Stiped Skunk

Originally the skunk kind did not use its musk to protect itself from its enemies because it had no enemies. Skunks are mostly nocturnal animals. This feature keeps skunks and humans from accidental contact during the day. However, if contact does occur, the skunk will give fair warning before detonating its weapon. A unique feature of the skunk is its ability to delay the implantation of a fertilized egg. This allows the skunk to give birth in the spring when chances of survival for the young are the best.


  • The striped skunk is readily identified by its black body and two white stripes along its back and tail. The stripe length and width vary with each individual.
  • Its claws are longer on the front feet to aid in digging.

Fun Facts

  • The striped skunk is the most common one in North America.
  • The fluid of the skunk, from the two glands near the base of the tail, has been used as a basis for many perfumes.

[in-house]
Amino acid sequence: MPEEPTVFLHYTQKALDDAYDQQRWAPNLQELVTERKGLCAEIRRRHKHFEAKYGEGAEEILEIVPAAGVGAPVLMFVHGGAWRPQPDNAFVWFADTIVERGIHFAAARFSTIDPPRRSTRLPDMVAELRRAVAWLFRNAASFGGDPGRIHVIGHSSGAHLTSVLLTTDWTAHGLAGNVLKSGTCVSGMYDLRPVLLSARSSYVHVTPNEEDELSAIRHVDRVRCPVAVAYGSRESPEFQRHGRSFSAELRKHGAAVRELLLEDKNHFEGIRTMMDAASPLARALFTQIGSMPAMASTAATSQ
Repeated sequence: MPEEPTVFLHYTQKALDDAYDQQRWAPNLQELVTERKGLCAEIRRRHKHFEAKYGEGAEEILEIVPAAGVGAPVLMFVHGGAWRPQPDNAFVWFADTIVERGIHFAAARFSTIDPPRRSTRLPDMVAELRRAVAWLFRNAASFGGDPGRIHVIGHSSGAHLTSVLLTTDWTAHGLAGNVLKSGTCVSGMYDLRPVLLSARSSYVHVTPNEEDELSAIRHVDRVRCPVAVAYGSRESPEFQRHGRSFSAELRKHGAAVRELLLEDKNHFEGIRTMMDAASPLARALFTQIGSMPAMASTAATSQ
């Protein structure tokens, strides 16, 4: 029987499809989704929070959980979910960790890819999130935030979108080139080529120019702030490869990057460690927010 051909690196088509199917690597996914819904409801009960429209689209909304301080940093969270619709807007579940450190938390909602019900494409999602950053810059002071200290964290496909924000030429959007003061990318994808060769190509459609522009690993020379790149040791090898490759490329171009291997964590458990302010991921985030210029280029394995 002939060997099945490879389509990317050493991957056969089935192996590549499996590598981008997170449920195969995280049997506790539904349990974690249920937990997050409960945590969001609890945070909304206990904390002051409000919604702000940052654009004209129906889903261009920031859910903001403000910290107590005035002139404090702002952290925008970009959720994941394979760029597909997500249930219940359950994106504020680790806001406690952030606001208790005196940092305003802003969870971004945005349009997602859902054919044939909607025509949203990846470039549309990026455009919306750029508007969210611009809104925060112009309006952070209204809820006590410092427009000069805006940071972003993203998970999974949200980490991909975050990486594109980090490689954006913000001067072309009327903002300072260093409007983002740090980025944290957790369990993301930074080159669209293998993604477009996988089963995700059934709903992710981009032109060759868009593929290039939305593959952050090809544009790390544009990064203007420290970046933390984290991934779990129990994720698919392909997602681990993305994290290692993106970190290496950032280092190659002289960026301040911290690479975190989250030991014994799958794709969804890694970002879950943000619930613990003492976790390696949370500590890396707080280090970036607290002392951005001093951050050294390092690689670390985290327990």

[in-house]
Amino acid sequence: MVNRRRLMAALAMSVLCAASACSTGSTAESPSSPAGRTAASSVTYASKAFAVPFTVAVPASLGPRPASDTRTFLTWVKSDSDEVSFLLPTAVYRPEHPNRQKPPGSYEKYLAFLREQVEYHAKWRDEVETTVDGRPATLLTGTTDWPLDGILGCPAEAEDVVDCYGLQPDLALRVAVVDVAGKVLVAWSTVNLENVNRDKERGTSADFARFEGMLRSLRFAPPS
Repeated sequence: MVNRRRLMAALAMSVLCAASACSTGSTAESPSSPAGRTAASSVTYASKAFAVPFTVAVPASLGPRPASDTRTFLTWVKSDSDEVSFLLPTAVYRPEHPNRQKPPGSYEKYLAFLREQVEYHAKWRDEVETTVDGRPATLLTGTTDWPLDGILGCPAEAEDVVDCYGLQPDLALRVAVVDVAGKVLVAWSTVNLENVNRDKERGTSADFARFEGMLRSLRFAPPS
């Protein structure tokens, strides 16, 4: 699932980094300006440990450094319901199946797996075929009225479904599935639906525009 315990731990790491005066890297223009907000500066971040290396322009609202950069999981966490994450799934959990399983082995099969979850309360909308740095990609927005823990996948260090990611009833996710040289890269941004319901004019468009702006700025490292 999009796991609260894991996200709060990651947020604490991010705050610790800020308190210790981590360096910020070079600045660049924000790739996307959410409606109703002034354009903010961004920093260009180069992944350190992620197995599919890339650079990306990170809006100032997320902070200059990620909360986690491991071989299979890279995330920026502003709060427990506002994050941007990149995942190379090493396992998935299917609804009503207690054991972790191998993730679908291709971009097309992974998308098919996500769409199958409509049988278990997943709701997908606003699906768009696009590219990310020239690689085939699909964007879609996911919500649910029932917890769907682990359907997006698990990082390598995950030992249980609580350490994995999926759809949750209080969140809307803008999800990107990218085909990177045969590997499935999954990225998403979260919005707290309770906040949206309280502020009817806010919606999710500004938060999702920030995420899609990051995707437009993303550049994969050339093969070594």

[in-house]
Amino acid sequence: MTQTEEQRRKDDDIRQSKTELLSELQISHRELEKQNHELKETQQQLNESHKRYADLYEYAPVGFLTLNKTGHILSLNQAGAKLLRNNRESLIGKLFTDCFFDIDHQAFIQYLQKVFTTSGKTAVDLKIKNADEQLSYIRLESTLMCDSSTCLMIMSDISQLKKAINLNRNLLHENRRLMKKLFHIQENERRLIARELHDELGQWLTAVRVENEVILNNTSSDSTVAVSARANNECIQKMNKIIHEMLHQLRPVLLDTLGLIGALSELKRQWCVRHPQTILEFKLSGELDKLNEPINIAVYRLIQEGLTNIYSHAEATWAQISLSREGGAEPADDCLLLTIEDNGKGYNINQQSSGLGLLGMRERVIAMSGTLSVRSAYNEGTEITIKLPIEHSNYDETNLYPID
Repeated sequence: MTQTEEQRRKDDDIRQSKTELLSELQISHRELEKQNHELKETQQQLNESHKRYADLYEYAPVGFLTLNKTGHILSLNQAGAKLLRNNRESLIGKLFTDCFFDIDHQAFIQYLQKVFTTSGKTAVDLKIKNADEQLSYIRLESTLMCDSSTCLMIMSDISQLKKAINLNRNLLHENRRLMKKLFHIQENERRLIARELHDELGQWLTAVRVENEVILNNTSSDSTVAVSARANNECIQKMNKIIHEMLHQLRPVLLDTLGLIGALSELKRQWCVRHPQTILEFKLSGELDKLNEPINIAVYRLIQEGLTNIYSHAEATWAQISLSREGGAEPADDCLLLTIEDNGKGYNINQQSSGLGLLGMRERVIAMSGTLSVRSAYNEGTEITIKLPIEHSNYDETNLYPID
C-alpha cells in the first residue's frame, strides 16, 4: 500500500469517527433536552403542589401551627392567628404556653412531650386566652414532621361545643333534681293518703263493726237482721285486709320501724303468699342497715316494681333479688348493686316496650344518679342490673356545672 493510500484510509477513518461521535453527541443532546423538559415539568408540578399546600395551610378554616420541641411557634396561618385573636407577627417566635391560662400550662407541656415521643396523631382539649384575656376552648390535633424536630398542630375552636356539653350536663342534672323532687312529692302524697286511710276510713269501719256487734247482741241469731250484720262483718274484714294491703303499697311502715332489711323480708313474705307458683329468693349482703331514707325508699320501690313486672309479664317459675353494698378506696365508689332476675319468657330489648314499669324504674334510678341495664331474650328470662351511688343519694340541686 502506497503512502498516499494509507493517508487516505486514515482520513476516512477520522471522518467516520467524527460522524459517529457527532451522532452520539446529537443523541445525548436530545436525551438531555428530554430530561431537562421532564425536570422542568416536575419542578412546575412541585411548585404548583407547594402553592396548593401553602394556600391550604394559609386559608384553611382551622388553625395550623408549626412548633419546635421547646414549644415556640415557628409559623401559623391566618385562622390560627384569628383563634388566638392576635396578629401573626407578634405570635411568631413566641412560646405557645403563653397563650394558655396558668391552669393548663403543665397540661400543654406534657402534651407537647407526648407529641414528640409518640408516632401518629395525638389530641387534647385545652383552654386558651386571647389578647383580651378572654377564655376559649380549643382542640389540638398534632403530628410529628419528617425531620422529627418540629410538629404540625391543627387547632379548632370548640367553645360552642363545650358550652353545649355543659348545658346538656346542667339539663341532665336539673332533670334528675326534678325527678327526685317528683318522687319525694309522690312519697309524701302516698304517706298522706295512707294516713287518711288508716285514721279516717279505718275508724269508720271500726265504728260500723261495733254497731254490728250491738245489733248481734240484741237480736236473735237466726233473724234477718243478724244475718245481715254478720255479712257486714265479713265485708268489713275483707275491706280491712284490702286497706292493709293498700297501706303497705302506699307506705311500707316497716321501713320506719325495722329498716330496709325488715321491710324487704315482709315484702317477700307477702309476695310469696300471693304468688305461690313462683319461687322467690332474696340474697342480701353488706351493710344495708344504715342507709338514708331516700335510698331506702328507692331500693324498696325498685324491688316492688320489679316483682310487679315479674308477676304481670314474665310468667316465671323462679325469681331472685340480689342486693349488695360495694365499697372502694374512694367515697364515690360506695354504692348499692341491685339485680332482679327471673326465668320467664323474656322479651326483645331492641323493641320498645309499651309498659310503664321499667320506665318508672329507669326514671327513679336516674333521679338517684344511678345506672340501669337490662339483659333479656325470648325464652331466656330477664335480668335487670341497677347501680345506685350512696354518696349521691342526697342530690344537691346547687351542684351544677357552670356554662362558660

• The striped skunk may also eat trash that is left out by humans.
  • A skunk can spray up to 10–20 ft (3–6 m).

Created Kind Members

Western spotted skunk, hooded skunk, hog-nosed skunk

CLASS: Mammalia (mammal)
ORDER: Carnivora (meat-eating)
FAMILY: Mephitidae (skunks and stinker badgers)
GENUS/SPECIES: Mephitis mephitis

Size: 21–27 in (0.5–0.7 m); tail is 9–13 in (0.2–0.3 m)
Weight: 2.5–10 lbs (1.1–4.5 kg)
Original Diet: Plants
Present Diet: Insects, small mammals, fish, and carrion
Habitat: Forests, plains, and deserts, as well as urban areas